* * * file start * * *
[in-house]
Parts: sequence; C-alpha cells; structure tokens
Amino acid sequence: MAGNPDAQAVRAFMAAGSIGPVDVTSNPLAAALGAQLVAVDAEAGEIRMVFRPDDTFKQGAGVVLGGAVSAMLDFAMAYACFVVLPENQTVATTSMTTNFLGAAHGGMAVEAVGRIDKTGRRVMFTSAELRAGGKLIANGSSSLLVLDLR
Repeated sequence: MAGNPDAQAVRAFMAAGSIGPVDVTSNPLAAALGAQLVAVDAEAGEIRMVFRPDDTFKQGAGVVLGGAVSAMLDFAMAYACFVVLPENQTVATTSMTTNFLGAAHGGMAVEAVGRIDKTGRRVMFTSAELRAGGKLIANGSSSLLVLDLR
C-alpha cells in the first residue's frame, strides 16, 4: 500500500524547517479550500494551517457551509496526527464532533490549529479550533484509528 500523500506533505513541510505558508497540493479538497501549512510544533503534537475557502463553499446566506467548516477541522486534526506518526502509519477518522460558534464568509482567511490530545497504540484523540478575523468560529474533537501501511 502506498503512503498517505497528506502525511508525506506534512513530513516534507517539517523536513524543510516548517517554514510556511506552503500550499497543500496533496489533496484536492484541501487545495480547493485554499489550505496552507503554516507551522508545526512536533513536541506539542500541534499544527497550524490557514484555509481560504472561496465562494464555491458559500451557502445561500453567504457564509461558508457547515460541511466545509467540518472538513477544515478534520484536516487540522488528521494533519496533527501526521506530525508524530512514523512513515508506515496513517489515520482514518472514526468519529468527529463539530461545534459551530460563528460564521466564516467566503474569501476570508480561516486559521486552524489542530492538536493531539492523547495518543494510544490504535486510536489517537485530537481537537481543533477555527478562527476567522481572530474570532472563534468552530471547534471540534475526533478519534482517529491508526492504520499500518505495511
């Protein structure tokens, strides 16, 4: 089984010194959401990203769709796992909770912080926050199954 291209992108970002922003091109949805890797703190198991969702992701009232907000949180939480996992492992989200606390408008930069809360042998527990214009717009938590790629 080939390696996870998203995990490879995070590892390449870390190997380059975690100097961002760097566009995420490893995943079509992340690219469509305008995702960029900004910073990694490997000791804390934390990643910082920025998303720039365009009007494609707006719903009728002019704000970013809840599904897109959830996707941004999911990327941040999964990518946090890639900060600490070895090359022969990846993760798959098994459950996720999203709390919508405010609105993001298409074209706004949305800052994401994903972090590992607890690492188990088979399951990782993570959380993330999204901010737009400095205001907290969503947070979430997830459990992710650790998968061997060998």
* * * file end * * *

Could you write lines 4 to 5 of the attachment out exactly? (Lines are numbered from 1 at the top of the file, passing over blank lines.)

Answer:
Repeated sequence: MAGNPDAQAVRAFMAAGSIGPVDVTSNPLAAALGAQLVAVDAEAGEIRMVFRPDDTFKQGAGVVLGGAVSAMLDFAMAYACFVVLPENQTVATTSMTTNFLGAAHGGMAVEAVGRIDKTGRRVMFTSAELRAGGKLIANGSSSLLVLDLR
C-alpha cells in the first residue's frame, strides 16, 4: 500500500524547517479550500494551517457551509496526527464532533490549529479550533484509528 500523500506533505513541510505558508497540493479538497501549512510544533503534537475557502463553499446566506467548516477541522486534526506518526502509519477518522460558534464568509482567511490530545497504540484523540478575523468560529474533537501501511 502506498503512503498517505497528506502525511508525506506534512513530513516534507517539517523536513524543510516548517517554514510556511506552503500550499497543500496533496489533496484536492484541501487545495480547493485554499489550505496552507503554516507551522508545526512536533513536541506539542500541534499544527497550524490557514484555509481560504472561496465562494464555491458559500451557502445561500453567504457564509461558508457547515460541511466545509467540518472538513477544515478534520484536516487540522488528521494533519496533527501526521506530525508524530512514523512513515508506515496513517489515520482514518472514526468519529468527529463539530461545534459551530460563528460564521466564516467566503474569501476570508480561516486559521486552524489542530492538536493531539492523547495518543494510544490504535486510536489517537485530537481537537481543533477555527478562527476567522481572530474570532472563534468552530471547534471540534475526533478519534482517529491508526492504520499500518505495511